What’s driving all this is pure economics; $60 games are not a cheap investment for gamers, but they’re not much of a profit margin for game companies either, except for those rare multiplatinum selling titles. Moore’s solution? Cast the net over a wider segment of the population, targeting demographics like soccer moms and businessmen who don’t necessarily fit into the typical gamer stereotype. What concerns me is that instead of reaching out to new audiences while simultaneously producing games for the hardcore faithful, EA is attempting to dumb everything down. When Moore says “Hardcore gamers won’t like to hear this. They like to circle the wagons around what they believe is something they feel they have helped build”, what he really means is, “You’re not bringing us enough money, so bugger off” (I like to imagine him saying that in a heavy English accent while he’s sipping cocktails in his private jet on his way to a gathering of rich executives where they scheme how to wring out more money from their enthralled audience).
If EA wants a good picture of games done right, they need only look at the foremost purveyor of PC games today, Valve. While acting as an independent game developer and bringing us gems like Half-Life and Portal, they also publish games from third-party developers through their digital distribution platform Steam, all while remaining incredibly profitable. You can hardly accuse Valve of price-gouging either, as digital distribution is much cheaper than producing physical copies. It’s important to note that Steam faced its fair share of resistance upon its advent, with people railing against having to be connected to the internet just to play games, which seems kind of absurd today considering that your toaster is probably connected to the internet right now. EA has tried to imitate the success of Steam with copycat platform Origin, though with mixed results. It feels like EA is just latching to whatever direction the market seems to be pointing in, rather than coming up with a solid, unified business model of its own. Unfortunately, with Facebook and casual games posting large increases in user numbers, EA has decided to take the route of seeming least resistance.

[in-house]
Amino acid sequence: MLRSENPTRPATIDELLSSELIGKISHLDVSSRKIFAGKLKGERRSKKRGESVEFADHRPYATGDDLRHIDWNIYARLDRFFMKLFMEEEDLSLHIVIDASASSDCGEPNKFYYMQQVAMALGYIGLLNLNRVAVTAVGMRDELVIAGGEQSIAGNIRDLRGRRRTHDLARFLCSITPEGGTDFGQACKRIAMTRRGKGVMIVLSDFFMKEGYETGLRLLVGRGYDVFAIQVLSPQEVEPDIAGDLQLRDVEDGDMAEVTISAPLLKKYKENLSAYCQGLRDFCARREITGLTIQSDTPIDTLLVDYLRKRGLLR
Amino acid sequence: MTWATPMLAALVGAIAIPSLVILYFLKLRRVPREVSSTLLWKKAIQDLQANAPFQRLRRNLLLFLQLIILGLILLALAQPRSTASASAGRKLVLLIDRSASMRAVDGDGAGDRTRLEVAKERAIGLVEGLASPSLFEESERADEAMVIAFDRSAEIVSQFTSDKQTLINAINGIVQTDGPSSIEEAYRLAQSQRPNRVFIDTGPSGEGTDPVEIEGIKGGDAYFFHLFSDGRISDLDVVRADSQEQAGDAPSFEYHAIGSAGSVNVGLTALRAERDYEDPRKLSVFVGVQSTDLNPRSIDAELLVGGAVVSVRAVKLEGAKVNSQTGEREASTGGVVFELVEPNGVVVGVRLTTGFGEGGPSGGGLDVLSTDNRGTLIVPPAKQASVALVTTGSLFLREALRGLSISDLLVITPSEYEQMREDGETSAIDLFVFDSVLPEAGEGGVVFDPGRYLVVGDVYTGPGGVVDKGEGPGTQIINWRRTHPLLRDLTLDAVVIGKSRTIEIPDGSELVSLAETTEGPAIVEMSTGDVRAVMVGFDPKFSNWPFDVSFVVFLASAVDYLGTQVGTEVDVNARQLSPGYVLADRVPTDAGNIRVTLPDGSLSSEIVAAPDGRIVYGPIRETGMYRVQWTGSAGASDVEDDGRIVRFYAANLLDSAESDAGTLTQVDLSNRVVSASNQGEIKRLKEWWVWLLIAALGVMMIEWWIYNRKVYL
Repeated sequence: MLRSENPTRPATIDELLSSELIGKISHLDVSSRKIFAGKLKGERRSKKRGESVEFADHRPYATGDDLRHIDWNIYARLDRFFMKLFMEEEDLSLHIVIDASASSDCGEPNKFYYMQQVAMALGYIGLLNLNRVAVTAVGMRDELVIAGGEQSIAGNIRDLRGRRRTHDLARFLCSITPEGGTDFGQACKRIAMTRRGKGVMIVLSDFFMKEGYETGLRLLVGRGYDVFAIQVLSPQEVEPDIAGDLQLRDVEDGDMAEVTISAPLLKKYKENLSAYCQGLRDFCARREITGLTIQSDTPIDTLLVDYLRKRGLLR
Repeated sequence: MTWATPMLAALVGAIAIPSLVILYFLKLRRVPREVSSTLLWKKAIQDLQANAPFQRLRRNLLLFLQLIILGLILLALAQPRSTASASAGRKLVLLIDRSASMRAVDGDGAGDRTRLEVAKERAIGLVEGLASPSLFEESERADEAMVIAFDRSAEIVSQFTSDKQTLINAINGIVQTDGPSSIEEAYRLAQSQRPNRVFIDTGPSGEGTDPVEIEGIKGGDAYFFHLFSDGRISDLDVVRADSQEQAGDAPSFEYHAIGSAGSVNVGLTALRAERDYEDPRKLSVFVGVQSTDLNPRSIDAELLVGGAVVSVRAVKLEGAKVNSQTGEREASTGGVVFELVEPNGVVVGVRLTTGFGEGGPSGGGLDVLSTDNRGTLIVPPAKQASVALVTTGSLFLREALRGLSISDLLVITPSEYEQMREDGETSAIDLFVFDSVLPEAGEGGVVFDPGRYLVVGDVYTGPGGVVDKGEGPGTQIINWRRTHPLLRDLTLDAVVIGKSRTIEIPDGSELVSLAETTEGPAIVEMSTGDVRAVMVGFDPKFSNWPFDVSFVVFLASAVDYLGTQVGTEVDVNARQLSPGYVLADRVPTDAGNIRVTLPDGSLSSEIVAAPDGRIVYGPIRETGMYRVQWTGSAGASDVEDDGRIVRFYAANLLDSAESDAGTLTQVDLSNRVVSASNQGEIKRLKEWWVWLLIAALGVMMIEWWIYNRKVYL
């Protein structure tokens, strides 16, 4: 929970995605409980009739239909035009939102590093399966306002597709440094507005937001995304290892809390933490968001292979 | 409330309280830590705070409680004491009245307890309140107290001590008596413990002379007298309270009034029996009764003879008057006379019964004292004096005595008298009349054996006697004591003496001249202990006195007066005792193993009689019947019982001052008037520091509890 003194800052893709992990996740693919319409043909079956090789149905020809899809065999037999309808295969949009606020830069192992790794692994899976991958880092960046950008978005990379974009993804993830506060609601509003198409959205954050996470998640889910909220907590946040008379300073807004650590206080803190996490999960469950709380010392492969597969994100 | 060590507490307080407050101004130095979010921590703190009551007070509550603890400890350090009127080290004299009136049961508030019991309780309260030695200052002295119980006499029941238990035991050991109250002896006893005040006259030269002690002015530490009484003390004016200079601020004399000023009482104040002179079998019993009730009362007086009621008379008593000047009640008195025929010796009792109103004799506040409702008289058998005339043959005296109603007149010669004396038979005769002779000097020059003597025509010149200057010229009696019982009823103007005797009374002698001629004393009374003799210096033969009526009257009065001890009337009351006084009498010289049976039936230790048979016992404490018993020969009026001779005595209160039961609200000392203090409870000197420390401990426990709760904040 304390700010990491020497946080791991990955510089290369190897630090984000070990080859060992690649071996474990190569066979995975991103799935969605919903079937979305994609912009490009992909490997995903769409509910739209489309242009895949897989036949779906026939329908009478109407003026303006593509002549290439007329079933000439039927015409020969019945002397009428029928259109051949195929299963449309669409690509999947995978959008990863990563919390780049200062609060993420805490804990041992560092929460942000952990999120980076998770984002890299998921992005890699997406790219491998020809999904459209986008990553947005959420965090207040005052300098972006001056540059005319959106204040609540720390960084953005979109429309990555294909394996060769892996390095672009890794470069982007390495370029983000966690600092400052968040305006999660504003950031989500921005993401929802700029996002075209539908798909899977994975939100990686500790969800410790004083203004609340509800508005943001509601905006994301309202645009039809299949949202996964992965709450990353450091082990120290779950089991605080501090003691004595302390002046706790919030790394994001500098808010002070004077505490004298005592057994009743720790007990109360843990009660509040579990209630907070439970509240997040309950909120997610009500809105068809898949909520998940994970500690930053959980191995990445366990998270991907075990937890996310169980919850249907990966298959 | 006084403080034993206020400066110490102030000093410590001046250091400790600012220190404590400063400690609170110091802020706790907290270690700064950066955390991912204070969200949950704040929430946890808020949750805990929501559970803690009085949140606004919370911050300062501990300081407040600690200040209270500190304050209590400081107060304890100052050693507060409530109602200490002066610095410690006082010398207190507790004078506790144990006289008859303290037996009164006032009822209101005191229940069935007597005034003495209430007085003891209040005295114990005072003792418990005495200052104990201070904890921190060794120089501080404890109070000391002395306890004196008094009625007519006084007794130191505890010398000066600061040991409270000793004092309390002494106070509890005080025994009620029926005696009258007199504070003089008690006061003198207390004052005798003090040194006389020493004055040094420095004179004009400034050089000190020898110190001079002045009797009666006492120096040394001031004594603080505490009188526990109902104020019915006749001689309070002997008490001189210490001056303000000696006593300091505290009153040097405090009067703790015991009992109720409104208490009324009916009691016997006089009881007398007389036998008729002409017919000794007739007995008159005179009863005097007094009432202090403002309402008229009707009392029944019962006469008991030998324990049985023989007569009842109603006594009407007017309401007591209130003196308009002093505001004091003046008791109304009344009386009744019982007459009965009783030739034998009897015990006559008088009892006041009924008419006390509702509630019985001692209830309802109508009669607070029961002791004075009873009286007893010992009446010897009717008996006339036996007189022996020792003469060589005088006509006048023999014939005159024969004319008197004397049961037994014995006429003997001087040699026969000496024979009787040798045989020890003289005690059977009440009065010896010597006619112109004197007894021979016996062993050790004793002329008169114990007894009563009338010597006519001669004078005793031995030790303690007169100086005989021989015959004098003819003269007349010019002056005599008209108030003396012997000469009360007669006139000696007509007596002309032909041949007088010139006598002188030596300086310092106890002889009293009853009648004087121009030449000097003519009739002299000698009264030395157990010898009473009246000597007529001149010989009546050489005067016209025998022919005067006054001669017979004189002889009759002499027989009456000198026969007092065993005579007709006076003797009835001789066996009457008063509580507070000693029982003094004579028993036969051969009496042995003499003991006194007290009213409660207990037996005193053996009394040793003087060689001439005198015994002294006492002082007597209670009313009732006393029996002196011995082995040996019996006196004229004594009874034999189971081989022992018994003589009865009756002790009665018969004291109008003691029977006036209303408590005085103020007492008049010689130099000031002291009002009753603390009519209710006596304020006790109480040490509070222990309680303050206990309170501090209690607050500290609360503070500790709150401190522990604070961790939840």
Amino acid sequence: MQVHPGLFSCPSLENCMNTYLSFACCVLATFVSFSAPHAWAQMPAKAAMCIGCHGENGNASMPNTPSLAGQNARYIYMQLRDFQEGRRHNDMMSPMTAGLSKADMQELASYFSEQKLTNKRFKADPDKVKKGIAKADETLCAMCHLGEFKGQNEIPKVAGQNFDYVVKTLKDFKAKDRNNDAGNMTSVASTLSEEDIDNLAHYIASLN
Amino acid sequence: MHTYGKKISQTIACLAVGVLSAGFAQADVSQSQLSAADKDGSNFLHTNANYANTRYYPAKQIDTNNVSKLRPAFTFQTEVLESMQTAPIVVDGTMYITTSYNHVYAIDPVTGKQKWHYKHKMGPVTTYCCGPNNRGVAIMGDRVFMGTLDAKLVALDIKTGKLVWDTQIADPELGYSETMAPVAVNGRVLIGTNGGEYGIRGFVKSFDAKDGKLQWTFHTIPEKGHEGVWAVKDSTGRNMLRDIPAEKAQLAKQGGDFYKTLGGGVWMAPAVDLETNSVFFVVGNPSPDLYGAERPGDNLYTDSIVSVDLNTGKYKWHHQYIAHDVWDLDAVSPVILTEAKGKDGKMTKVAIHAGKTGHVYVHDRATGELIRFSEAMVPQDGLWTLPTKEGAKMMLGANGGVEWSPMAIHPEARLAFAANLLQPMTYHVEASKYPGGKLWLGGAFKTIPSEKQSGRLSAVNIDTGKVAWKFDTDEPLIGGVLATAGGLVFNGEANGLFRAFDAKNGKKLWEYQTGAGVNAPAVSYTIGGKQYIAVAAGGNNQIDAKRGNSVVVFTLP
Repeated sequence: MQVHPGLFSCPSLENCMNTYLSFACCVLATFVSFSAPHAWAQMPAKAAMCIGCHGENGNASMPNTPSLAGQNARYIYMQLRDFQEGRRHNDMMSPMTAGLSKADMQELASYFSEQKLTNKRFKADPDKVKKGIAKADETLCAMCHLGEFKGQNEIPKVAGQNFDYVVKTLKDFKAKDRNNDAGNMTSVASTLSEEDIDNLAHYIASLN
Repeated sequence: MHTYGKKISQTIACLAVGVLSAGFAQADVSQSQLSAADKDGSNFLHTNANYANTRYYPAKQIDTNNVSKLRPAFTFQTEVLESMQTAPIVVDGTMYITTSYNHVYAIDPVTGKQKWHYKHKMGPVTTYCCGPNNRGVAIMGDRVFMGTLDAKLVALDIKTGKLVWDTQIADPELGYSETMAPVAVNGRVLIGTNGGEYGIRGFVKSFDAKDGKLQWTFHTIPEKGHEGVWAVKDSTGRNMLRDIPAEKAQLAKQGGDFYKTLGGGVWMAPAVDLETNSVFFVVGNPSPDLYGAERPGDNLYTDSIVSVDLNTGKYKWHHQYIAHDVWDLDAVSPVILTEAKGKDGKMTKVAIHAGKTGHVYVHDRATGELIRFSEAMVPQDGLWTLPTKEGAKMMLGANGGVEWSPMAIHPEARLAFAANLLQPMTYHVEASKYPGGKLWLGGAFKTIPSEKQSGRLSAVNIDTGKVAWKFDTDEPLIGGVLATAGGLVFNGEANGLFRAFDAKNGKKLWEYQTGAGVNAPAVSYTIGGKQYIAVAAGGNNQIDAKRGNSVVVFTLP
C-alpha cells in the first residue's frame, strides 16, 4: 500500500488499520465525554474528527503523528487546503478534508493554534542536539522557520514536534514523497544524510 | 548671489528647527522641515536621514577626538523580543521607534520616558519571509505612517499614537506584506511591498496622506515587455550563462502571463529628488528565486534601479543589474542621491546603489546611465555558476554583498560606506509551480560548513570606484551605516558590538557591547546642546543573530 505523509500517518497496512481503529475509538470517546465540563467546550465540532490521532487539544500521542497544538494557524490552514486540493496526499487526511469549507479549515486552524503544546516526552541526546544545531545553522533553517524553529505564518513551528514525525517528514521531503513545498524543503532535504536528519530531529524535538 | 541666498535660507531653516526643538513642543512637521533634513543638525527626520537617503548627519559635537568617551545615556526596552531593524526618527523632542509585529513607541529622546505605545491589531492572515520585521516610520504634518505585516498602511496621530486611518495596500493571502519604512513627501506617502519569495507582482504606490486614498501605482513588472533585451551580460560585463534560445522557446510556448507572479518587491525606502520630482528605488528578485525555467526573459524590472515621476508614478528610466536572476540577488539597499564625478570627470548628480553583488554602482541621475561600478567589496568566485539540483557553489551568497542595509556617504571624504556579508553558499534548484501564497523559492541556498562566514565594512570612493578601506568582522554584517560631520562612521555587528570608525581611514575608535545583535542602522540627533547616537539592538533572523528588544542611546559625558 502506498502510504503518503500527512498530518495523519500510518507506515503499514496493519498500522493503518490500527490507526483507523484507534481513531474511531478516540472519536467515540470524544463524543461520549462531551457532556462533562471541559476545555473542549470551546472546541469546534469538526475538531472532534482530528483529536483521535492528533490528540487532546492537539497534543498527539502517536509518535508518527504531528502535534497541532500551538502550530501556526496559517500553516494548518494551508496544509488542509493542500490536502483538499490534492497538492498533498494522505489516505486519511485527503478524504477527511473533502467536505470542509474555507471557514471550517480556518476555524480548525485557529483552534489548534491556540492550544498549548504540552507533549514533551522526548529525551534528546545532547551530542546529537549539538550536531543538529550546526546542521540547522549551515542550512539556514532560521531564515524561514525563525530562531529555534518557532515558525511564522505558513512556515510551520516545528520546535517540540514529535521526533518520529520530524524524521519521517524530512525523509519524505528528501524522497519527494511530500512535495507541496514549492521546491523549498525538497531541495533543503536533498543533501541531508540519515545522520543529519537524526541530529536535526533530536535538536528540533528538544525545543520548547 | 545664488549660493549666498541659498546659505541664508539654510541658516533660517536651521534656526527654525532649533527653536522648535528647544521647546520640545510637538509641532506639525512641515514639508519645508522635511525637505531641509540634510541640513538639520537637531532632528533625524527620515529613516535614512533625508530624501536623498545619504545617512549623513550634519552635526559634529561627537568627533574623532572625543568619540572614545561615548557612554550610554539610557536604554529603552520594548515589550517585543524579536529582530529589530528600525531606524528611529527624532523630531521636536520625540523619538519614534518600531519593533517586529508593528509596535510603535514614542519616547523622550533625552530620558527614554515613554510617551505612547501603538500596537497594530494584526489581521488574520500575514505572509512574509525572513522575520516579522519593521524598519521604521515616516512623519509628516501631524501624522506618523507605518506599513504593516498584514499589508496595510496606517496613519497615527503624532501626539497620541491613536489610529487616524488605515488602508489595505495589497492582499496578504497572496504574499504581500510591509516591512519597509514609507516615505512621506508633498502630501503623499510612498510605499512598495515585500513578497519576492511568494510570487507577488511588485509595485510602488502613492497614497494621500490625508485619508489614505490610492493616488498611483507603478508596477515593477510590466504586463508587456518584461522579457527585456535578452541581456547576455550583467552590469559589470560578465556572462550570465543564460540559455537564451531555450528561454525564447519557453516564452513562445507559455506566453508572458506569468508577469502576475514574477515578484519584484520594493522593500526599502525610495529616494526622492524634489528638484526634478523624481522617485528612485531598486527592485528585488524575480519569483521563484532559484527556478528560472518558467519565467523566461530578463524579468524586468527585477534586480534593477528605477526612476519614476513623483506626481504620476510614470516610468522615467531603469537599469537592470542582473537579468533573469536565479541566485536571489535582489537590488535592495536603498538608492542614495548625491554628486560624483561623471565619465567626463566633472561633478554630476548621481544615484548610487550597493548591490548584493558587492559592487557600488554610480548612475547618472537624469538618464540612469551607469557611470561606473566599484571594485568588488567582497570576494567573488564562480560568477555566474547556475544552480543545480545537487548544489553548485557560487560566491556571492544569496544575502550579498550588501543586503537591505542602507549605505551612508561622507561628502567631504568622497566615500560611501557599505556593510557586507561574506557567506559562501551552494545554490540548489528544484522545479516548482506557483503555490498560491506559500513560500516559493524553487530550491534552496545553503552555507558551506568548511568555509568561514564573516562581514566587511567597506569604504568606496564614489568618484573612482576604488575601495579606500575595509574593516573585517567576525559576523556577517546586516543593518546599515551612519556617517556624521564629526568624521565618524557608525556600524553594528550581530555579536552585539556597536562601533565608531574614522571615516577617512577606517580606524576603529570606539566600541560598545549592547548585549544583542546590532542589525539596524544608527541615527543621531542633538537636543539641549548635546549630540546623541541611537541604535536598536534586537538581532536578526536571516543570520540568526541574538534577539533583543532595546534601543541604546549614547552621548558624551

EA was founded with the slogan “Can a computer make you cry?”, a poignant statement of vision in an era when computers were generally used to crunch financial numbers, not tell stories. It’s unfortunate to see a company whose original artistic goal has been subverted to the degree that it focuses more on making investors happy than it does on creating works of intelligent entertainment. Having a broad and storied history does not make you the be-all and end-all of video games; while I don’t like to use broad, apocalyptic terms in any sense, it’s a good thing that the indie game scene is more vibrant than ever, because that is one of the few things standing between us and an endless landscape of Farmville clones stretching as far as the eye can see. However, EA happens to be one of the titans of the mainstream games industry, and what they do over the next few years is going to heavily affect the future of our pastime. Maybe if they concentrate more on making better games, Peter Moore won’t have the time to make terrible analogies to the Gap (you can read the original Kotaku article and interview at http://bit.ly/PrUsbp).